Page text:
# Complex Analysis - Proving a bijection on a closed disk

• semithinking
In summary: You can start by writing phi_w and phi_w* explicitly using the given formula and then simplifying. In summary, we are asked to prove that the function phi_w is a bijection on the closed disk \bar{D} for w not in \bar{D}. To do this, we first need to show that both phi_w and its inverse map the circle \mathbb{T} into itself. This can be done by substituting zz* into the formula for phi_w and simplifying.

## Homework Statement

For each $$w \in \mathbb{C}$$ define the function $$\phi_w$$ on the open set $$\mathbb{C}\backslash \{\bar{w}^{-1}\}$$ by $$\phi_w (z) = \frac{w - z}{1 - \bar{w}z}$$, for $$z \in \mathbb{C}\backslash \{\bar{w}^{-1}\} \back$$.

Prove that $$\phi_w : \bar{D} \mapsto \bar{D}$$ is a bijection on the closed disk $$\bar{D}$$ for $$w \notin \bar{D}$$.

Hint: Compute the inverse of $$\phi_w$$ and prove first that both $$\phi_w$$ and $$(\phi_w)^{-1}$$ map the circle $$\mathbb{T}$$ into itself.

## The Attempt at a Solution

So following from the hint, I can calculate the inverse of $$\phi_w$$. But I before I can start, I'm getting lost even at how I would show mapping the function and it's inverse to a circle...(I'm even more confused by "into itself".)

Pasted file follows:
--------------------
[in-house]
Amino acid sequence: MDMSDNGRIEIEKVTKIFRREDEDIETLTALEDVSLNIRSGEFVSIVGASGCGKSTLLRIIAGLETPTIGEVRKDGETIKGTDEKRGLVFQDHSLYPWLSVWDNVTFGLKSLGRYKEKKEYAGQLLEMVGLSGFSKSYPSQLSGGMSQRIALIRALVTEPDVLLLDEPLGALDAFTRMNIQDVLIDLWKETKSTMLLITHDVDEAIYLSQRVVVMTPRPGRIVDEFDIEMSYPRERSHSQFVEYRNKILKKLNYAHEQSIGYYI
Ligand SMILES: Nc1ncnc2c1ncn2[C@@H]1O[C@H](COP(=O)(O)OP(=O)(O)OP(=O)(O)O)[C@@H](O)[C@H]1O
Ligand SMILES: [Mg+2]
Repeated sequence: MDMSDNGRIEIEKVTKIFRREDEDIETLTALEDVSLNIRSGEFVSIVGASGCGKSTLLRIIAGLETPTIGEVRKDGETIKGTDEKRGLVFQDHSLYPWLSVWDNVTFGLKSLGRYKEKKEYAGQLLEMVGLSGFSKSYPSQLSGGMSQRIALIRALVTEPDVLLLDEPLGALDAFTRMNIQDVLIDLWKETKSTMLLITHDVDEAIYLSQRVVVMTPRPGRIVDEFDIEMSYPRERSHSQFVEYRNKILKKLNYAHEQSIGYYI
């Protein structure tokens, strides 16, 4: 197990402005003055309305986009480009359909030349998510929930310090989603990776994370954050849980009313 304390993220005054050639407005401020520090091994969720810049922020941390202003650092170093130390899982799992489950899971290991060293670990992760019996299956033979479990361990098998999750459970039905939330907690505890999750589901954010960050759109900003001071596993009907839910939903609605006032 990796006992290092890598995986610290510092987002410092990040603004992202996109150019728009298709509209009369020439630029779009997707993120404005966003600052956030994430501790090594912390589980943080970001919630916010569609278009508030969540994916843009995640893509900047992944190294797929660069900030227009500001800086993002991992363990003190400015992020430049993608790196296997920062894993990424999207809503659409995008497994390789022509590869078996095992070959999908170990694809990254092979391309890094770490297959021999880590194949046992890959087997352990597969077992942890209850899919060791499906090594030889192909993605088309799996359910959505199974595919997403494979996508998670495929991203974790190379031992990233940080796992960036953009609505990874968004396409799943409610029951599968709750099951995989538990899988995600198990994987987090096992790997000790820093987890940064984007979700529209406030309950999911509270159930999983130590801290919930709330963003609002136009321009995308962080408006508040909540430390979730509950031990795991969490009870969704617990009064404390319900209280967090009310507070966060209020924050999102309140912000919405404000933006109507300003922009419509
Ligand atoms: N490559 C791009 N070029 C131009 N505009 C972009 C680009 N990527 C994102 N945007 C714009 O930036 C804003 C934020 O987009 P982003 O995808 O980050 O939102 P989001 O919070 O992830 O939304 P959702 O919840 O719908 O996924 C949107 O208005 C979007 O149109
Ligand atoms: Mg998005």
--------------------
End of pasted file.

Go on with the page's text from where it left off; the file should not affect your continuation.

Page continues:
You want to show that if |z|=1 then |phi_w(z)|=1. Use that |z|=1 is equivalent to zz*=1.

So I would substitute zz* into |phi_w(z)| to see if it's 1?

semithinking said:
So I would substitute zz* into |phi_w(z)| to see if it's 1?

No. You want to show (phi_w(z))(phi_w(z))*=1 for any z such that zz*=1.

## What is complex analysis?

Complex analysis is a branch of mathematics that deals with functions of complex numbers. It involves the study of complex-valued functions, their derivatives, and their properties.

## What is a bijection?

A bijection is a function that is both injective (one-to-one) and surjective (onto). This means that each element in the domain maps to a unique element in the range, and every element in the range has at least one preimage in the domain.

## What is a closed disk?

A closed disk is a subset of the complex plane that includes all points within a given distance (radius) from a fixed point (center). It is denoted by the symbol D(z, r) where z is the center and r is the radius.

## How do you prove a function is a bijection on a closed disk?

To prove a function is a bijection on a closed disk, you must first show that it is both injective and surjective. This can be done by using algebraic or geometric arguments, depending on the specific function. Additionally, you must show that the function is continuous on the closed disk and has an inverse function that is also continuous.

## Why is proving a bijection on a closed disk important?

Proving a bijection on a closed disk is important because it allows us to establish a one-to-one correspondence between complex numbers within the disk and points on the complex plane. This can be useful in many applications, such as solving complex equations or analyzing complex functions.